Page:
Mary Blanch said that she was in the service of Mrs Colfer on the 25th of March 1854 and went to bed at nine o’clock. The rest of her evidence is confounding:–

“heard noise of glass breaking; thought it was below stairs in the parlour; heard chairs moving; heard something spoken in  a low voice; it was about ten o’clock; did not get up until half-past five, made an examination and saw nothing disturbed till about eleven or twelve o’clock; saw a pane of glass broken in Mrs Colfer’s bed-room and the dressing table pushed back; the window was down; witness did not know any money was kept in the room; she and the other girl were the only persons that slept in the house.” She did not know of the defendant intending to come on the Saturday. She was twelve months in the service and slept in the next room to the master’s.

Jim Walsh of Kilkavan recollected meeting the defendant and her brother going the way of Colfer’s house after nightfall on the 25th March.

Constable Moloney, stationed at Wellingtonbridge, said that Colfer’s house was about two miles from that. He went of the 26th of March 1854 to the premises and found Anastatia Crowley, Mary Blanch, James Waters, Michael Ryan and John Davey, servants and workmen of Mr Colfer; he arrested and searched all of them. He was at the house before the Colfers returned—he continued:–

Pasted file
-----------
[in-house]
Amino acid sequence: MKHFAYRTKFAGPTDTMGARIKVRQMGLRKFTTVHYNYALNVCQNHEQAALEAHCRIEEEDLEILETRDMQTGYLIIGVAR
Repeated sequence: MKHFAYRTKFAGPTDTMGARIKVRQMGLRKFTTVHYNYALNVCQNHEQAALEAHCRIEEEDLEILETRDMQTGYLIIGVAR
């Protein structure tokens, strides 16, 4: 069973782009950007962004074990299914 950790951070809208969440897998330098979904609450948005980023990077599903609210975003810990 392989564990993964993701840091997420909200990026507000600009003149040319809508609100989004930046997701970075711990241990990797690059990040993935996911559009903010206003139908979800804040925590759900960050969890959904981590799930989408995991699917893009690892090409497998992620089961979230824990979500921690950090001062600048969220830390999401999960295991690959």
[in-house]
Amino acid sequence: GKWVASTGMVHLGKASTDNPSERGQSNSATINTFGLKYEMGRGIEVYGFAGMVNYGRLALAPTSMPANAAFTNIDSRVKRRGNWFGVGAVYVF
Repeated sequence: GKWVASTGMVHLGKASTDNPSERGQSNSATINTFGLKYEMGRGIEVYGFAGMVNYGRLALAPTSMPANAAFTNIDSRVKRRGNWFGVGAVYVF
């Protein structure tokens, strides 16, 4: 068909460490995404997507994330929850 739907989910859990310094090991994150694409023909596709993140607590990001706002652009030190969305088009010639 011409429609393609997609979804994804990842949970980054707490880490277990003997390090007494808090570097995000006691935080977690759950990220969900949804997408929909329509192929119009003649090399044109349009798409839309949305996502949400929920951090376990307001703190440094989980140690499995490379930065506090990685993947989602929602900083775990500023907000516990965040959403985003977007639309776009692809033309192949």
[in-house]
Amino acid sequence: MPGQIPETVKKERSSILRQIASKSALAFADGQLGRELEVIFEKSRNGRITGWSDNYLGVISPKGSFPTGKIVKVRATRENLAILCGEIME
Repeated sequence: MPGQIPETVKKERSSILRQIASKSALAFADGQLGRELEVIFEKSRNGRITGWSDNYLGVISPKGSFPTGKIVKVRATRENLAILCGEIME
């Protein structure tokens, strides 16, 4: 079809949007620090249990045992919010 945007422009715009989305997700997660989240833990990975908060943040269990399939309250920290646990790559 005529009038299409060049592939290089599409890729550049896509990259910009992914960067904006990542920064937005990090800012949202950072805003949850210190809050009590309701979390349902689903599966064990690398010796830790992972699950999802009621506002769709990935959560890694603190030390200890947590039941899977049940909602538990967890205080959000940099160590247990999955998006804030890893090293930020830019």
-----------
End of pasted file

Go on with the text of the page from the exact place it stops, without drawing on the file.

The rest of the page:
“the bed-room window was down; it was close to the portico which was about eight feet; a pane of glass was broken, there was broken glass on window stool and inside; there was, also, a piece of timber extending along the front of the house to the window; Mr Colfer when he came back forced in the bed-room door; witness went into the room with him; saw a dressing table apparently displaced; knows the prisoner; she lived in Ballinglee last October; in that month witness went to her father’s house; saw the prisoner there; her father was in gaol at the time; his name is William; there were also present other members of the family; witness had a warrant and made a search; found a small brooch and a half a crown in a small work-bag at the head of a bed; prisoner said it was her father’s room; witness showed her the brooch; she said it belonged to her and that she had got it a good while, four years or more; she said she got it from the sister who got it from Mary French who was dead in America, and that Mary French got it from Miss Tottenham; she said the half-crown bag belonged to the family; she subsequently said all the things belonged to her father; witness showed the brooch to Mrs Colfer, who said it was her’s; witness arrested prisoner and her mother; also James W—and Michael W–.

He did not know the defendant before that day but saw her before; she had previously told this story and it was substantially the same. She had not hesitated in giving information. Constable Moloney had first suspected the servants and did not go the W—house till October.

The Constable Moloney spoke in a mincing tone, perhaps, to sound sophisticated and Counsel advised him to speak in his natural accent “which he good humouredly said he would endeavour to do.” I presume the Counsel was Mr Johnson who defended Anastatia W–. His remark may have been a jibe at the Constable—a ploy to diminish his credibility.